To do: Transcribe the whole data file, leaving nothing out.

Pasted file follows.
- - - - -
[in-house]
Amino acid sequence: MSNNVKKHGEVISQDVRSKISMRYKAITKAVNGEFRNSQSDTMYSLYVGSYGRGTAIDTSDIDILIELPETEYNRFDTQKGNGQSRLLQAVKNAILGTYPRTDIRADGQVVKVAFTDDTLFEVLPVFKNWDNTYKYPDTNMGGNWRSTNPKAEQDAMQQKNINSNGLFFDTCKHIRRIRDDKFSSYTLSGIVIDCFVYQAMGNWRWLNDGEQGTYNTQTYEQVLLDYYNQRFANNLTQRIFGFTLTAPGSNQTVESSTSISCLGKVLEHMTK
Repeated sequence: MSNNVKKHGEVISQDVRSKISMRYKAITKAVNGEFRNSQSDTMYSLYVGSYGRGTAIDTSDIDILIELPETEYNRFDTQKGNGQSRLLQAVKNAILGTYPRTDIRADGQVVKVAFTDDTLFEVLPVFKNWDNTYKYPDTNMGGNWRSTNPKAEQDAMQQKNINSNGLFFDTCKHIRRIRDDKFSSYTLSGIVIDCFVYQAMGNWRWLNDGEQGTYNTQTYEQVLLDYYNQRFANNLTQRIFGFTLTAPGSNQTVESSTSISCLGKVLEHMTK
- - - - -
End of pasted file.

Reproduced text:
[in-house]
Amino acid sequence: MSNNVKKHGEVISQDVRSKISMRYKAITKAVNGEFRNSQSDTMYSLYVGSYGRGTAIDTSDIDILIELPETEYNRFDTQKGNGQSRLLQAVKNAILGTYPRTDIRADGQVVKVAFTDDTLFEVLPVFKNWDNTYKYPDTNMGGNWRSTNPKAEQDAMQQKNINSNGLFFDTCKHIRRIRDDKFSSYTLSGIVIDCFVYQAMGNWRWLNDGEQGTYNTQTYEQVLLDYYNQRFANNLTQRIFGFTLTAPGSNQTVESSTSISCLGKVLEHMTK
Repeated sequence: MSNNVKKHGEVISQDVRSKISMRYKAITKAVNGEFRNSQSDTMYSLYVGSYGRGTAIDTSDIDILIELPETEYNRFDTQKGNGQSRLLQAVKNAILGTYPRTDIRADGQVVKVAFTDDTLFEVLPVFKNWDNTYKYPDTNMGGNWRSTNPKAEQDAMQQKNINSNGLFFDTCKHIRRIRDDKFSSYTLSGIVIDCFVYQAMGNWRWLNDGEQGTYNTQTYEQVLLDYYNQRFANNLTQRIFGFTLTAPGSNQTVESSTSISCLGKVLEHMTK